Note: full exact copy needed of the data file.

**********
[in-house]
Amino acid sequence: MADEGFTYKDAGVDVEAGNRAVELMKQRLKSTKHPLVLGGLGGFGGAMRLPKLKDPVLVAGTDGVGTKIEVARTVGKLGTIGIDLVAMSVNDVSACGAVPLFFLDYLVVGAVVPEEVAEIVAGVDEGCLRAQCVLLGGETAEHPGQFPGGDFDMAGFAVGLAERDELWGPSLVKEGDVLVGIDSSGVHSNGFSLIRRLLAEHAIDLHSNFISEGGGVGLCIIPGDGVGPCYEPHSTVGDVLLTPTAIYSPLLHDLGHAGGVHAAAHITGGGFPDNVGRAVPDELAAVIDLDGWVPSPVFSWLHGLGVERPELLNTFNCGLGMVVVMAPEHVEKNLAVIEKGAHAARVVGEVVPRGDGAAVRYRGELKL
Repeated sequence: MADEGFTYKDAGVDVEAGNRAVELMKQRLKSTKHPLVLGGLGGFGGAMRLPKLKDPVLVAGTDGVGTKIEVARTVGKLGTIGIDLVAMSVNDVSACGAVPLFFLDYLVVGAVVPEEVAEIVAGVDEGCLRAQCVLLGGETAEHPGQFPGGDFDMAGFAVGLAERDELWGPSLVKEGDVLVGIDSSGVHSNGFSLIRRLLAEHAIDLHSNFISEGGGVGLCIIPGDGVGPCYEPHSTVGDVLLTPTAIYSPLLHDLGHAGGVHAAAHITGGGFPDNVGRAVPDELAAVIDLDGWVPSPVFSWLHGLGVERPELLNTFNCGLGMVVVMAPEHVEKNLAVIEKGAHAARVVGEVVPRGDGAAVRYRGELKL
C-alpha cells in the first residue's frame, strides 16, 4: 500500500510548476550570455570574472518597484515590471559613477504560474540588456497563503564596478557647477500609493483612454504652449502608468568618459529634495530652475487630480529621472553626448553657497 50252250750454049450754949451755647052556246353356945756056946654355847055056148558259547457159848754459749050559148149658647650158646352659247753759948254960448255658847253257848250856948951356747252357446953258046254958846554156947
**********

[in-house]
Amino acid sequence: MADEGFTYKDAGVDVEAGNRAVELMKQRLKSTKHPLVLGGLGGFGGAMRLPKLKDPVLVAGTDGVGTKIEVARTVGKLGTIGIDLVAMSVNDVSACGAVPLFFLDYLVVGAVVPEEVAEIVAGVDEGCLRAQCVLLGGETAEHPGQFPGGDFDMAGFAVGLAERDELWGPSLVKEGDVLVGIDSSGVHSNGFSLIRRLLAEHAIDLHSNFISEGGGVGLCIIPGDGVGPCYEPHSTVGDVLLTPTAIYSPLLHDLGHAGGVHAAAHITGGGFPDNVGRAVPDELAAVIDLDGWVPSPVFSWLHGLGVERPELLNTFNCGLGMVVVMAPEHVEKNLAVIEKGAHAARVVGEVVPRGDGAAVRYRGELKL
Repeated sequence: MADEGFTYKDAGVDVEAGNRAVELMKQRLKSTKHPLVLGGLGGFGGAMRLPKLKDPVLVAGTDGVGTKIEVARTVGKLGTIGIDLVAMSVNDVSACGAVPLFFLDYLVVGAVVPEEVAEIVAGVDEGCLRAQCVLLGGETAEHPGQFPGGDFDMAGFAVGLAERDELWGPSLVKEGDVLVGIDSSGVHSNGFSLIRRLLAEHAIDLHSNFISEGGGVGLCIIPGDGVGPCYEPHSTVGDVLLTPTAIYSPLLHDLGHAGGVHAAAHITGGGFPDNVGRAVPDELAAVIDLDGWVPSPVFSWLHGLGVERPELLNTFNCGLGMVVVMAPEHVEKNLAVIEKGAHAARVVGEVVPRGDGAAVRYRGELKL
C-alpha cells in the first residue's frame, strides 16, 4: 500500500510548476550570455570574472518597484515590471559613477504560474540588456497563503564596478557647477500609493483612454504652449502608468568618459529634495530652475487630480529621472553626448553657497 50252250750454049450754949451755647052556246353356945756056946654355847055056148558259547457159848754459749050559148149658647650158646352659247753759948254960448255658847253257848250856948951356747252357446953258046254958846554156947